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TUESDAY, Dec. 27, 2016 (HealthDay News) -- Heart failure patients have weakened hearts, but researchers say an experimental drug used for the first time in humans may repair heart cells and improve heart function.
According to the results of a small phase 1 trial, a single intravenous infusion of the drug cimaglermin was safe and, at high doses, improved heart function for at least three months.
"Right now we have many therapies that we use for heart failure, and these patients [in the study] were on all of those therapies and still had significant heart dysfunction," said lead researcher Dr. Daniel Lenihan. He's a professor of medicine and director of Vanderbilt University's heart clinical research program in Nashville.
People with heart failure often take a combination of drugs, Lenihan said. These include medications to lower blood pressure and diuretics to help remove excess fluid that builds up as a result of the heart's labored pumping ability. In addition, some people have implanted defibrillators or pacemakers.
Even with all these options, the death rate among these patients is "unacceptably high," Lenihan said.
Heart failure, a condition where the heart can't pump enough blood to meet the body's needs, is among the leading causes of death worldwide. A significant number of heart failure patients don't respond well to current treatments, particularly those patients whose left lower heart chamber, which pumps blood into the arteries, is weak, Lenihan said.
Cimaglermin acts as a growth factor for the heart, helping it repair itself following injury, Lenihan said. Specifically, it binds to the HER2 and HER4 receptors on the surface of heart cells that are important for cellular repair and survival, he explained.
Researchers have tried using stem cells to repair heart muscle in much the same way, he said, but these efforts have not been effective. "You don't see any sustained effect," he added.
A phase 1 trial like this one is designed to see if a new drug is safe, not to test its effectiveness. Before cimaglermin could be used to treat patients, it must prove its worth in a series of progressively larger and challenging trials and then be approved by the U.S. Food and Drug Administration. The process can take several years. Based on these preliminary findings, larger trials are being planned, Lenihan said.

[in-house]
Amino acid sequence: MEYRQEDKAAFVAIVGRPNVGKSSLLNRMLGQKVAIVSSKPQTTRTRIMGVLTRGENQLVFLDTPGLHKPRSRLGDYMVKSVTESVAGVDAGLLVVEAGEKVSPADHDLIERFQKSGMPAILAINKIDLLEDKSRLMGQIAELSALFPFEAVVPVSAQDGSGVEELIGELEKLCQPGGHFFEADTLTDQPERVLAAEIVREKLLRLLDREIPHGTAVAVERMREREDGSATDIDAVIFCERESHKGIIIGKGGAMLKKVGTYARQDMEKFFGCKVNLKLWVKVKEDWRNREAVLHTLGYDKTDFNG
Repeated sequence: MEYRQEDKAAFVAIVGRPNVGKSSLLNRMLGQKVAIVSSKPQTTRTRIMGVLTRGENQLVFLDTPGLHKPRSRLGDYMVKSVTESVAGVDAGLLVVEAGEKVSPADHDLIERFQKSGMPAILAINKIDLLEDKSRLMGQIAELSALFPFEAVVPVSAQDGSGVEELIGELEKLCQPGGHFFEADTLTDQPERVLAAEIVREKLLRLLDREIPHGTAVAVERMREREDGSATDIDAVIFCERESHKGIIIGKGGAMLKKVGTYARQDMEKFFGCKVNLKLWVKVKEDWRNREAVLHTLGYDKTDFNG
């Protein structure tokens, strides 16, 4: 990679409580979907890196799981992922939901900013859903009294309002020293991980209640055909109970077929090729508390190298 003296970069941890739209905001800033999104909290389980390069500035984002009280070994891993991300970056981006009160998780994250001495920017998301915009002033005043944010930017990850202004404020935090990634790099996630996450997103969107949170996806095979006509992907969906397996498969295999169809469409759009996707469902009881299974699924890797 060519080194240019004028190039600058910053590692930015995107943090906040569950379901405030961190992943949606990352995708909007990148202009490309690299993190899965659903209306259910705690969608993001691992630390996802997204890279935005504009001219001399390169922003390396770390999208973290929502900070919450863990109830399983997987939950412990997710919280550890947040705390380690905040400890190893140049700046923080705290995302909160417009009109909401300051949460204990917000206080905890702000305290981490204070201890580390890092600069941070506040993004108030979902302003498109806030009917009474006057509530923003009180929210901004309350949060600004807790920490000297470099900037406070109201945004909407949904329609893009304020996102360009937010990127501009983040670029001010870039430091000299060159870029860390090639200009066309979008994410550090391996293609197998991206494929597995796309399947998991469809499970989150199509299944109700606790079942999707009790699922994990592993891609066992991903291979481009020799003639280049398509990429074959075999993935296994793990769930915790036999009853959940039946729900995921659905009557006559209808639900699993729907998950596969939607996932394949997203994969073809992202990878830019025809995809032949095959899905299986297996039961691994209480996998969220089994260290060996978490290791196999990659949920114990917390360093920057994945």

"This drug, although still in an experimental phase, might be an important way to improve heart function in patients with heart failure," he said.
For the study, Lenihan and his colleagues randomly assigned 40 patients to get an infusion of cimaglermin or a placebo.
Compared with patients who received a placebo, patients given a high dose of cimaglermin had a sustained increase in the heart's ability to pump blood. The improvement lasted 90 days, with the maximum increase in heart function reached in 28 days, the researchers found.
The most common side effects were headache and nausea directly after receiving the drug. One patient who received the highest dose of cimaglermin developed abnormal liver function, which cleared up over a two-week period, Lenihan said.
The study was funded by Acorda Therapeutics, the maker of cimaglermin, and the report was published online Dec. 26 in the journal JACC: Basic to Translational Science.
Dr. Nanette Bishopric is a professor of medicine at the University of Miami Miller School of Medicine and the author of an accompanying journal editorial. "There haven't been breakthrough treatments for heart failure for a long time," she said.
Cimaglermin, however, may be such a drug, she said. "It's a remarkable thing that you could give a drug once and have it affect heart function three months later -- it's really extraordinary," she said.
Every drug currently used to treat heart failure has to be given daily or several times a day to get it to work, Bishopric said. "And when you stop taking it, it stops working," she said.
Despite the encouraging results of this first trial, a lot more testing will be needed before cimaglermin can be considered a standard treatment for heart failure, Bishopric said.
"These findings need to be replicated in larger trials, and you have to be able to predict whether improved heart function from cimaglermin will help people live longer and feel better," she noted.
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SOURCES: Daniel J. Lenihan, M.D., professor, medicine, and director, heart clinical research program, Vanderbilt University, Nashville; Nanette Bishopric, M.D., professor, medicine, University of Miami Miller School of Medicine; Dec. 26, 2016, JACC: Basic to Translational Science, online